No one likes the idea of a soldier failing to do his duty. We imbue soldiers with an aura of respectability and integrity that is straight out of a WWII Hollywood propaganda film. We overlook their foibles and failures until they are lain at our doorstep and then we wonder how someone like that could be in the military. The uncomfortable truth often leaves us to simply ignore them once their duty is done, as if they will magically fade back into the soil on which so many bled and died.
I don't know what to make of Sgt. Bowe Bergdahl, but I do know this: he did something I was unable to do, myself, in joining the Army and fighting in Afghanistan. Whatever personal flaws or failings he showed, he was there, he fought, and wrestled with what he was being asked to do, just as we wrestled with the war as it dragged on and on and on. His was a more personal interest than ours, for he stood in the teeth of the gale, and he saw the ruin it brought. We could only look from afar, knowing it all to be ill-conceived, but seemingly powerless to stop it.
The fact is, most of those now agitating for his head have not now, nor have ever had, the courage of their convictions enough to enlist to defend their home. They flail about, spouting the terms "duty" and "honor" like they are intimately familiar with them, when, in fact, they scarcely throw a glance in their direction at any time. They are willing to pound the pulpit to defend Constitutional rights, but cannot spare the time or their offspring when the hard, warm work of defending them is called for.
And the one chord I don't hear? If his compatriots were worried that he was a little "off," if they thought he might endanger the unit, why didn't they raise the issue with their CO? If they did, why didn't the CO take the concerns seriously enough to order Bergdahl out of the combat zone? If there's someone in your unit you don't fully trust, then why are they there? Maybe he wasn't cut out for combat duty. Maybe he was suffering the slow onset of PTSD. In any event, the road goes both ways, and if he failed his unit by his actions, they failed him by their inaction. But let us not pass judgment until all the facts are known, not just those spouted into a microphone.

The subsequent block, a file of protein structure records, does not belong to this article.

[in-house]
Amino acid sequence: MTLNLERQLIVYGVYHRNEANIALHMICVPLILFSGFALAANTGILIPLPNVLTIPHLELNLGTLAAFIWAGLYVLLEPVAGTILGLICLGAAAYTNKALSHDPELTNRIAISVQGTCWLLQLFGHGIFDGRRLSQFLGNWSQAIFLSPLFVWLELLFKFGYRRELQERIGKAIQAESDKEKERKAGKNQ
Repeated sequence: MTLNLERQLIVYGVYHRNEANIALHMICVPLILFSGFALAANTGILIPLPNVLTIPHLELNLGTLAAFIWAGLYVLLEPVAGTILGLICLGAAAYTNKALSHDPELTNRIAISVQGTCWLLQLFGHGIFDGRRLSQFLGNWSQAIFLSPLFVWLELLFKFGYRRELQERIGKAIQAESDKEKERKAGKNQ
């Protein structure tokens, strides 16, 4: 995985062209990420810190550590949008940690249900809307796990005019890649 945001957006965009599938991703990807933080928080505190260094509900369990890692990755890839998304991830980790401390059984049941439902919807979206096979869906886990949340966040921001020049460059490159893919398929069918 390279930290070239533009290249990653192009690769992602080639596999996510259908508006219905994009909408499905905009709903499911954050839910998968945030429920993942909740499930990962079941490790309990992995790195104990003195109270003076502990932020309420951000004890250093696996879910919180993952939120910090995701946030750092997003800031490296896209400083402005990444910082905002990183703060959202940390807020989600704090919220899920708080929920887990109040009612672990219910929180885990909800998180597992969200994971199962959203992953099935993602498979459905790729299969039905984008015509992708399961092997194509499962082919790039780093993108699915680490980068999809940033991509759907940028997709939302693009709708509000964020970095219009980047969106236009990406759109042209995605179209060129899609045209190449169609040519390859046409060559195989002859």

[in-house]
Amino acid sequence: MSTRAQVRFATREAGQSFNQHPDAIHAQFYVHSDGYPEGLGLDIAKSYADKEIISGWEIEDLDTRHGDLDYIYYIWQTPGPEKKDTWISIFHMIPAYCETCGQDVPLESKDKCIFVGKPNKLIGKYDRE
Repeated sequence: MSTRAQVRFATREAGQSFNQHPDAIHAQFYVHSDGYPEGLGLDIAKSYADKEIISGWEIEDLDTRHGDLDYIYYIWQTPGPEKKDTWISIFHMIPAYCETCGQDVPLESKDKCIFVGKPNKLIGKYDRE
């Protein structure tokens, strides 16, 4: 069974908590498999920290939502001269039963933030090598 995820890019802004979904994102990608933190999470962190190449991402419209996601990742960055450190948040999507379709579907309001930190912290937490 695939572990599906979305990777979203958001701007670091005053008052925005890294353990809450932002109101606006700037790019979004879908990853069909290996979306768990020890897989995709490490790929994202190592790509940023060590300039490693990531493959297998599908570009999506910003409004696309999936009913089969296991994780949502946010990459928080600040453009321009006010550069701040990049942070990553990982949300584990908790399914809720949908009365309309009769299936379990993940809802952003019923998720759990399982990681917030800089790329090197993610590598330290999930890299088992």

Ultimately, that is what this is all about: conjecture and the need of some in our nation to be right. Not right in terms of factual accuracy, but in having their view validated as being the only true one. They see Bergdahl as they want to see him from moment-to-moment; before his release, they agitated just as strongly for that release as they do now to have him hanged. In fact, embarrassingly, many are having to try and cover up the tracks of their advocacy for his release, as if the hypocrisy were so easily erased in an age where, once something hits the Internet, it never goes away. Five years of vehement calls for action on Sgt. Bergdahl's behalf cannot now mysteriously vanish from time or consciousness. The hypocrisy is written and it is done.
The story of Bowe Bergdahl brings us face-to-face with the reality that now surrounds us - a vocal, energized minority in this nation wish nothing more than drag America back against the current of time to an era where things were black-and-white, where ignorant surety trumped change, where many set their heels in the face of change and pulled hard on the reins, hoping desperately to retard our progress as a nation. Their numbers continue to diminish over time, but we allow their voices to drown out those of us of more reasonable nature. We cede the field to them, allow them to impugn and denigrate everyone from our President and First Lady down to the poorest Americans, scooping up so many in between.
We stain a nation by leaving this whirlwind of inchoate rage to tear through the heart of it. We are a better people than these few who spew venom and bluster, whose words and precepts damn them as narrow-minded, foolish, and clownish. America, which prides itself on its place in the world, should not be allowed to devolve into the mire of ignorance because a fraction of us cannot tolerate change. This moment, and how we choose to deal with a single American soldier, may very well mark a page in a history book, where either it is written that we cast off the past and embraced the future fully, or the greatest experiment in democracy in the last three centuries finally came to an ignominious end. It is up to us to write that history for the better.